By Staff of Courage to Resist – We at Courage to Resist are reaching out to you to help imprisoned Army soldier Ryan Johnson and his wife Jenna. We’re helping them get on their feet upon Ryan’s expected May release from Miramar Brig in Southern California. Your support is critical to help them begin their next chapter. Ryan Johnson hasn’t gotten many easy breaks. He lost his father at the age of three. Growing up he would face years of abuse at the hands of a new stepfather. As a teen Ryan escaped into patterns of drug abuse, self-harm, and finally dropped out of high school. Now he endures insult of military imprisonment after literal injury serving the US armed forces. This pall of unfortunate circumstances doesn’t mean there isn’t light in Ryan’s life. He has persevered, with his compassion, kindness, and conscience intact.
By Staff of Sabal Trail Resistance – Please join Sabal Trail Resistance (STR), Vets For Peace and other activists in honoring James “Jim” L. Marker by continuing to stand against the oil and gas pipelines that he lost his life fighting on Feb 26, 2017. Community Remembering on Sunday, March 26, 1pm at the Pruitt Memorial site in Halpata Tastanaki Preserve, on mile north of the Withlacoochee River. Enter at Pruitt Trailhead, off of SR 484. Park in picnic area, hike 0.5 miles to memorial site.(Please bring a song, story or poem to share, along with food or beverage to share.) Demonstration at Dunnellon Compressor Station construction site on Monday, March 27, 10 a.m. Located along SR 200. Click here for map image. Parking will be on the shoulder of the road. (Please bring signs, banners, drums, etc. with the message “Kill Pipelines NOT People”)
By Sam Levin for The Guardian. US veterans are returning to Standing Rock and pledging to shield indigenous activists from attacks by a militarized police force, another sign that the fight against the Dakota Access pipeline is far from over. Army veterans from across the country have arrived in Cannon Ball, North Dakota, or are currently en route after the news that Donald Trump’s administration has allowed the oil corporation to finish drilling across the Missouri river. The growing group of military veterans could make it harder for police and government officials to try to remove hundreds of activists who remain camped near the construction site and, some hope, could limit use of excessive force by law enforcement during demonstrations. “We are prepared to put our bodies between Native elders and a privatized military force,” said Elizabeth Williams, a 34-year-old air force veteran, who arrived at Standing Rock with a group of vets late on Friday.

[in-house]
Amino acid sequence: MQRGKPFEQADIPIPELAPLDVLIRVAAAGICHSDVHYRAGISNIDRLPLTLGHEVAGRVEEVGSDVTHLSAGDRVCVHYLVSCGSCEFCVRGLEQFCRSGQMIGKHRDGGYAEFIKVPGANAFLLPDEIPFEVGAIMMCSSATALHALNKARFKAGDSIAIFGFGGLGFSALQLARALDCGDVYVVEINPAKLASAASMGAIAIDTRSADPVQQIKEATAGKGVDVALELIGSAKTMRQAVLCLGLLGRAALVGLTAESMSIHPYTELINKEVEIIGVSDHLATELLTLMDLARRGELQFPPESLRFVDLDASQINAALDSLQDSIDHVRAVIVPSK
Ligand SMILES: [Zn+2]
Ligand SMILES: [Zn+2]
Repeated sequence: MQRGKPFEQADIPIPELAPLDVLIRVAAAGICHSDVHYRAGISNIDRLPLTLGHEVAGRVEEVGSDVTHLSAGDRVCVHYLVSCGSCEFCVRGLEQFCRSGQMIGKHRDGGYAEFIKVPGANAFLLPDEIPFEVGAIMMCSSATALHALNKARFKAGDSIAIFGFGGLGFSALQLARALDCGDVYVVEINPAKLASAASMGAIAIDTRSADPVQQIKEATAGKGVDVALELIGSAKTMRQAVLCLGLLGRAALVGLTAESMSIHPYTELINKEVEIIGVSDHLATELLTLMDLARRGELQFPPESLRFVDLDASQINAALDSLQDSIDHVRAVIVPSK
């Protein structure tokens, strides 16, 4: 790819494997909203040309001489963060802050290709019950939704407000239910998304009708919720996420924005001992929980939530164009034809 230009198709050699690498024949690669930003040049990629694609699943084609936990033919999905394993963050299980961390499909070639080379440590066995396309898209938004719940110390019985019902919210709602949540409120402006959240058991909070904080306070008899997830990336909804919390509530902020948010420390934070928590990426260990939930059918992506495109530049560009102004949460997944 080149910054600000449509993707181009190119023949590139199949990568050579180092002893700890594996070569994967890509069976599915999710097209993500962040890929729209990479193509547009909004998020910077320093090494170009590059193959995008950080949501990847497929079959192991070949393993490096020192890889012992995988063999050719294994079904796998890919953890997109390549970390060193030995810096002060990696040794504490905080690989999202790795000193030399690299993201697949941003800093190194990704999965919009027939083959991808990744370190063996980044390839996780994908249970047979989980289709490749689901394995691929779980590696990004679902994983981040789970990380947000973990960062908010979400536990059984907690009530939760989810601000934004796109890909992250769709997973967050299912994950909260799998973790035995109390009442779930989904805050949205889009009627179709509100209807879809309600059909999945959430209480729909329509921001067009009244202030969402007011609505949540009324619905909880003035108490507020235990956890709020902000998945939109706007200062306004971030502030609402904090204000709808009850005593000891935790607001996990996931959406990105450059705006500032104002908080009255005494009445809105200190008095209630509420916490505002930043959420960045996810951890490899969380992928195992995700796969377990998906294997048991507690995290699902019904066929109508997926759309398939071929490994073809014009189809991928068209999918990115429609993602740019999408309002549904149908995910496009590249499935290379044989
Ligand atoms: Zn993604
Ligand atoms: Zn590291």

By Kevin Basl for Other Words – At Standing Rock, for the first time, I felt like I was finally serving the people. I lay among friends, huddled and cold in our sleeping bags. We listened to the lashing wind and the drums and prayer chants coming from the sacred fire, and we reflected on why we, four Iraq War veterans, were here. Police floodlights shone from the drill site of the Dakota Access Pipeline, scheduled to cross under the Missouri River, the water source for millions of people. Members of the Standing Rock Sioux, concerned not only about polluted water but also the desecration of sacred sites, began resisting the pipeline in 2014. In mid-2016, finally…
By Adam Linehan for Task Purpose – On the morning of Dec. 5, Wesley Clark Jr., the leader of a loosely formed protest group, Veterans Stand for Standing Rock, woke up to the buzz of his cell phone in a hotel room in the Prairie Knights Casino and Resort in Cannon Ball, North Dakota. It was 6:30 a.m. The caller had some troubling news. Just before dawn, one of the veterans down in the protest camp, where members of the group had bedded down for the night, had apparently disappeared. He was last seen walking in the direction of the Missouri River. There was a suicide note. So we do have his name, social security number, and emergency contact info?” Clark said into the phone, his voice hoarse after just a few hours of sleep.
By Tom Angell for Marijuana – The nation’s largest military veterans organization is pushing President-elect Donald Trump to reschedule marijuana after he takes office early next year. Top officials from the American Legion, which passed a resolution endorsing the reclassification of cannabis under federal law earlier this year, sat down with Trump’s transition team last week to discuss key priorities for the more than 2 million military veterans the organization represents, including marijuana policy reform. The group “initiated a call-to-action on fairly new Legion priorities…
By Susan Abulhawa, via Ian Greenhalgh of Veterans Today. North Dakota – At Standing Rock, so much was not what it seemed from the distance of news headlines and reports. Up close, one could see the ideological tension in romanticized groups where some are driven by moral imperatives and others by personal glory. A hidden truth about the rank and file of the U.S. military was also laid bare. There are many untold contradictions behind the drama that unfolded at Standing Rock. Although this remains a people’s struggle against the capitalist interests of a corporate military state, there are moral inconsistencies that bear telling.